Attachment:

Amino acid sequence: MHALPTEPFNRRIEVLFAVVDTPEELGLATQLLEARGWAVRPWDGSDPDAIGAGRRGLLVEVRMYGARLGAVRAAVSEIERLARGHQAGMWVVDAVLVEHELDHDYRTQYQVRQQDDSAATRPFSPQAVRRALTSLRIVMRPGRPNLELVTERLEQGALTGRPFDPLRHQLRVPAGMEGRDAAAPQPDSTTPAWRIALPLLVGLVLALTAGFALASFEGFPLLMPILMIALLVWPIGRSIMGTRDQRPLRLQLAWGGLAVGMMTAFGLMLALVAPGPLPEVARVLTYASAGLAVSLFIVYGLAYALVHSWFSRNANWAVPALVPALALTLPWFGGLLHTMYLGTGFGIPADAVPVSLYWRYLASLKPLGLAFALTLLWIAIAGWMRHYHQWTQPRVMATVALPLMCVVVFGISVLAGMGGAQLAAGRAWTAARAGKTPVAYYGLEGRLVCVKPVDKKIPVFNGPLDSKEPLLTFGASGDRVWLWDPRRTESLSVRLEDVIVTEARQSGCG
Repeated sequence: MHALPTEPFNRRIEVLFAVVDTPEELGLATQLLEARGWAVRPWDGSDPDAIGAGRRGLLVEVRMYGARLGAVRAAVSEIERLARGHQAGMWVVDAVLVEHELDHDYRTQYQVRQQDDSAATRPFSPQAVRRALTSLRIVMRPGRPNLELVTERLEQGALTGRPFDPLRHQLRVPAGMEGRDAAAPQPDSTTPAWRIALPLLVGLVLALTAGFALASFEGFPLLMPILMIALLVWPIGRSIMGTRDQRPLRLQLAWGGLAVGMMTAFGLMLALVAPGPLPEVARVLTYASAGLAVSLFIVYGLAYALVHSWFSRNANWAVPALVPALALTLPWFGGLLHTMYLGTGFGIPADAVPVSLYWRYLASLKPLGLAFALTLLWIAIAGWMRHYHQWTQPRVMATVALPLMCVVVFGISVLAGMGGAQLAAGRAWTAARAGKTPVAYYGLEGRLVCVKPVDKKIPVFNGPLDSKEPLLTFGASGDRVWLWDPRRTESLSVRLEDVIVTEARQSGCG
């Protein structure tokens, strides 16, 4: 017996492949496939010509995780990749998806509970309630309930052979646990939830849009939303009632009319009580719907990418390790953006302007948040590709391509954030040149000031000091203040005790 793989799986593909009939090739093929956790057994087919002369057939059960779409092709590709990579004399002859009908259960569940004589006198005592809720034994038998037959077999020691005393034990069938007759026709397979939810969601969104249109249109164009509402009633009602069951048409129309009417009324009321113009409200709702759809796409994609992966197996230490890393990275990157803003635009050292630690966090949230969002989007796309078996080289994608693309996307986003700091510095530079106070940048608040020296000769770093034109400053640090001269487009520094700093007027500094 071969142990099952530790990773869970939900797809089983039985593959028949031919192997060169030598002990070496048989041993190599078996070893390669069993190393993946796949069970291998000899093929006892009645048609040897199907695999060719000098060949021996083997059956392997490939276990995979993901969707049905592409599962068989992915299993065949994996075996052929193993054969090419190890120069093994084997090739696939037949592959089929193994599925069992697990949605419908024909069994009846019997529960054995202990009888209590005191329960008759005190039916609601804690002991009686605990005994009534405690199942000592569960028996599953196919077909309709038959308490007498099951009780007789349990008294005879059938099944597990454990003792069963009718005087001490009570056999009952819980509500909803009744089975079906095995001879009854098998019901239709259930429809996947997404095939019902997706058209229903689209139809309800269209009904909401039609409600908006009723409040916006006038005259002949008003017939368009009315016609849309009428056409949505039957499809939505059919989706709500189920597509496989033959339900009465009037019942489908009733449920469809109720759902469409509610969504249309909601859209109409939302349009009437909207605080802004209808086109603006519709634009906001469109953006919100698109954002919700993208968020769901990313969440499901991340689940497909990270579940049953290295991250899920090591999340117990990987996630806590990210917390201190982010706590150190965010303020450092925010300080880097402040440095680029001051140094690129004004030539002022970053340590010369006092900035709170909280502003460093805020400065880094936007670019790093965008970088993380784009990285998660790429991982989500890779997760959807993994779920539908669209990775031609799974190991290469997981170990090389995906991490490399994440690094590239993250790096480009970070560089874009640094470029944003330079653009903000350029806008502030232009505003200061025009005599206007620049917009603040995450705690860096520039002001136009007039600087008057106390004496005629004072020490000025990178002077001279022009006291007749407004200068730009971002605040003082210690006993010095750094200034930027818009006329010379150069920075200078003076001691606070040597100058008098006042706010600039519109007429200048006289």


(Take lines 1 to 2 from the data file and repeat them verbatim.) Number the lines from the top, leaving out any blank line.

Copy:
Amino acid sequence: MHALPTEPFNRRIEVLFAVVDTPEELGLATQLLEARGWAVRPWDGSDPDAIGAGRRGLLVEVRMYGARLGAVRAAVSEIERLARGHQAGMWVVDAVLVEHELDHDYRTQYQVRQQDDSAATRPFSPQAVRRALTSLRIVMRPGRPNLELVTERLEQGALTGRPFDPLRHQLRVPAGMEGRDAAAPQPDSTTPAWRIALPLLVGLVLALTAGFALASFEGFPLLMPILMIALLVWPIGRSIMGTRDQRPLRLQLAWGGLAVGMMTAFGLMLALVAPGPLPEVARVLTYASAGLAVSLFIVYGLAYALVHSWFSRNANWAVPALVPALALTLPWFGGLLHTMYLGTGFGIPADAVPVSLYWRYLASLKPLGLAFALTLLWIAIAGWMRHYHQWTQPRVMATVALPLMCVVVFGISVLAGMGGAQLAAGRAWTAARAGKTPVAYYGLEGRLVCVKPVDKKIPVFNGPLDSKEPLLTFGASGDRVWLWDPRRTESLSVRLEDVIVTEARQSGCG
Repeated sequence: MHALPTEPFNRRIEVLFAVVDTPEELGLATQLLEARGWAVRPWDGSDPDAIGAGRRGLLVEVRMYGARLGAVRAAVSEIERLARGHQAGMWVVDAVLVEHELDHDYRTQYQVRQQDDSAATRPFSPQAVRRALTSLRIVMRPGRPNLELVTERLEQGALTGRPFDPLRHQLRVPAGMEGRDAAAPQPDSTTPAWRIALPLLVGLVLALTAGFALASFEGFPLLMPILMIALLVWPIGRSIMGTRDQRPLRLQLAWGGLAVGMMTAFGLMLALVAPGPLPEVARVLTYASAGLAVSLFIVYGLAYALVHSWFSRNANWAVPALVPALALTLPWFGGLLHTMYLGTGFGIPADAVPVSLYWRYLASLKPLGLAFALTLLWIAIAGWMRHYHQWTQPRVMATVALPLMCVVVFGISVLAGMGGAQLAAGRAWTAARAGKTPVAYYGLEGRLVCVKPVDKKIPVFNGPLDSKEPLLTFGASGDRVWLWDPRRTESLSVRLEDVIVTEARQSGCG